Triple Negative Breast Cancer with Andrew Seidman, MD and Joyce O'Shaughnessy, MD: Case 2 - Episode 1
What are the treatment goals for patients like Connie with TNBC and multiple metastatic sites?
This patient presented with an aggressive triple negative breast cancer, with a large breast mass at presentation and unfortunately with mediastinal lymph and liver metastases right from the beginning. We know life span is approximately 1 year, maybe a little longer, in that situation.
She received a clinical trial therapy, which is terrific because we always want to think first of clinical trials to make advances against this disease. She received nab-paclitaxel, gemcitabine, and bevacizumab and she did benefit from that, with palliation and control of disease.
When she had disease progression, she went on to another standard regimen that targets the inability of triple negative breast cancer to repair its own DNA, doxorubicin plus cyclophosphamide. We commonly use that in the curative setting, but we used that in the second-line setting, which is reasonable.
Again, she benefits from that. Now she progressed again in her liver and her mediastinum, and she needs third-line therapy. There are several options still for this option, but the one that reaches the level 1 evidence with regard to being the best choice for her is eribulin because of the survival advantage the treatment has documented in metastatic breast cancer.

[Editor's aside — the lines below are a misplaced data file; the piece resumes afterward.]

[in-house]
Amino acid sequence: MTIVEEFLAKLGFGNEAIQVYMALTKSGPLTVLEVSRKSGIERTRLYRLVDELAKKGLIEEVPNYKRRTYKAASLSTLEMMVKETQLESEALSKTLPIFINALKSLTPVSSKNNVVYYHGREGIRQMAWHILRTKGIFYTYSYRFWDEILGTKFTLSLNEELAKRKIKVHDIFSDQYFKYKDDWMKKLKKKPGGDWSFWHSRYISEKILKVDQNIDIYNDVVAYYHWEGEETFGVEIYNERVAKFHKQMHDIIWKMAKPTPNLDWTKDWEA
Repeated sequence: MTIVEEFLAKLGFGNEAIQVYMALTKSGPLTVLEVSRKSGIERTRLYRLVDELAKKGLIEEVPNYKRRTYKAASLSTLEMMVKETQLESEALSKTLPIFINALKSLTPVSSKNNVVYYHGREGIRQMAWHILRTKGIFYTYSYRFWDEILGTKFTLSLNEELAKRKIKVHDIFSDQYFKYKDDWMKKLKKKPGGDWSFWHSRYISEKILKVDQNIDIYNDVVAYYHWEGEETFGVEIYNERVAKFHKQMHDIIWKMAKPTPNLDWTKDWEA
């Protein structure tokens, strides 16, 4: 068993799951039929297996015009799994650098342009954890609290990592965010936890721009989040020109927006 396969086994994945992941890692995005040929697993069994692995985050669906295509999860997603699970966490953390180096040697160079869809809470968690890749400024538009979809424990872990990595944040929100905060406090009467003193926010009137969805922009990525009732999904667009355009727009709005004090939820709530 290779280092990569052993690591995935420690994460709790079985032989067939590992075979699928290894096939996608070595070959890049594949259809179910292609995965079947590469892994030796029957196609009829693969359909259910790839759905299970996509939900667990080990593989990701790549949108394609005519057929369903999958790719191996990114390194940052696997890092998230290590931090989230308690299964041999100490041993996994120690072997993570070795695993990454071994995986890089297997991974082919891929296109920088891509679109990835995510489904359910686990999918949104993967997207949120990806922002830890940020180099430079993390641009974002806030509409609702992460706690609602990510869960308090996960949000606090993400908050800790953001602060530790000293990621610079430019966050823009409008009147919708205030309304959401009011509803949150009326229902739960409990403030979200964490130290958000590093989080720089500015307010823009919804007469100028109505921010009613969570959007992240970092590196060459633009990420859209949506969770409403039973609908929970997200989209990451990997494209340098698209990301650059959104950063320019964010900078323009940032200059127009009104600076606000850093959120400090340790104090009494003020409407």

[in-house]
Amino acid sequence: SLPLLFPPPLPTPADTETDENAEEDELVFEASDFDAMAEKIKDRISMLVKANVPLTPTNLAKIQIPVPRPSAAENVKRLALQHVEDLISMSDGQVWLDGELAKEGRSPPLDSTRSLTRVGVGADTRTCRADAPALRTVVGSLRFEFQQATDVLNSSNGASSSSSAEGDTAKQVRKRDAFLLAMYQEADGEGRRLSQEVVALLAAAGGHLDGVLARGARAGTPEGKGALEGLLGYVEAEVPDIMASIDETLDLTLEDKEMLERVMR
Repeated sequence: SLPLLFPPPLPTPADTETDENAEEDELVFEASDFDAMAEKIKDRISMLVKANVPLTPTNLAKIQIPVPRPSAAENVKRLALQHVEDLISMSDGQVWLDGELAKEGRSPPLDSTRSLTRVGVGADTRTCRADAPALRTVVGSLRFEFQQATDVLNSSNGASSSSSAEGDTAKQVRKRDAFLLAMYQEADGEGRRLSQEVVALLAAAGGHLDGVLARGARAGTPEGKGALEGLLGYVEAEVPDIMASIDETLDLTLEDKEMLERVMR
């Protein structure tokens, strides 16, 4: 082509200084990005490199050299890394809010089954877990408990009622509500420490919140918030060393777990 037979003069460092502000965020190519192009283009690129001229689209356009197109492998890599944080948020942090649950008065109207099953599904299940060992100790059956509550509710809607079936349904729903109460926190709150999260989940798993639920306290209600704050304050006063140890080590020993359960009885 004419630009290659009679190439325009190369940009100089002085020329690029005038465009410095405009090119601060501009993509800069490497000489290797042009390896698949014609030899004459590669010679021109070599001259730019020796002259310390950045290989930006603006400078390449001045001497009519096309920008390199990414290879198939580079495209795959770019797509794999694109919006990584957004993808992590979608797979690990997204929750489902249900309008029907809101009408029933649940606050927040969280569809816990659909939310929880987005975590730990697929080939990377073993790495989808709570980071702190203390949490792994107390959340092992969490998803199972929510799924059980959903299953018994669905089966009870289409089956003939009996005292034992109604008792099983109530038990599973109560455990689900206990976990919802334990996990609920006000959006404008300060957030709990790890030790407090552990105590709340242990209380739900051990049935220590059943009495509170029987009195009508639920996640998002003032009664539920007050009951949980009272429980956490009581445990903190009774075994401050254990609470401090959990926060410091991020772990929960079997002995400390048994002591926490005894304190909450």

Another combination, for example, that comes to mind, is ixabepilone plus capecitabine combination, which is an FDA approved regimen for patients whose disease had progressed through doxorubicin, cyclophosphamide, and a taxane.
Triple Negative Breast Cancer: Case 2
Connie C is a 56-year-old television producer for a local news station, her medical history is unremarkable for any chronic conditions.
In September of 2014, after presenting to her PCP with a palpable breast mass and fatigue of several months’ duration she underwent a left mammogram revealing a large breast mass.
In February of 2015, she returns with increasing fatigue and back pain; her CT scan shows progression of the hepatic lesions, and bone scan shows new lesions in the T4 and T5 vertebra. At the time of progression, her ECOG performance status (PS) is 1.
In June of 2015, she returns for follow up with worsening back pain and intermittent dyspnea. Her CT scan at the time of progression shows the bone lesions worsening and several new bilateral pulmonary lesions.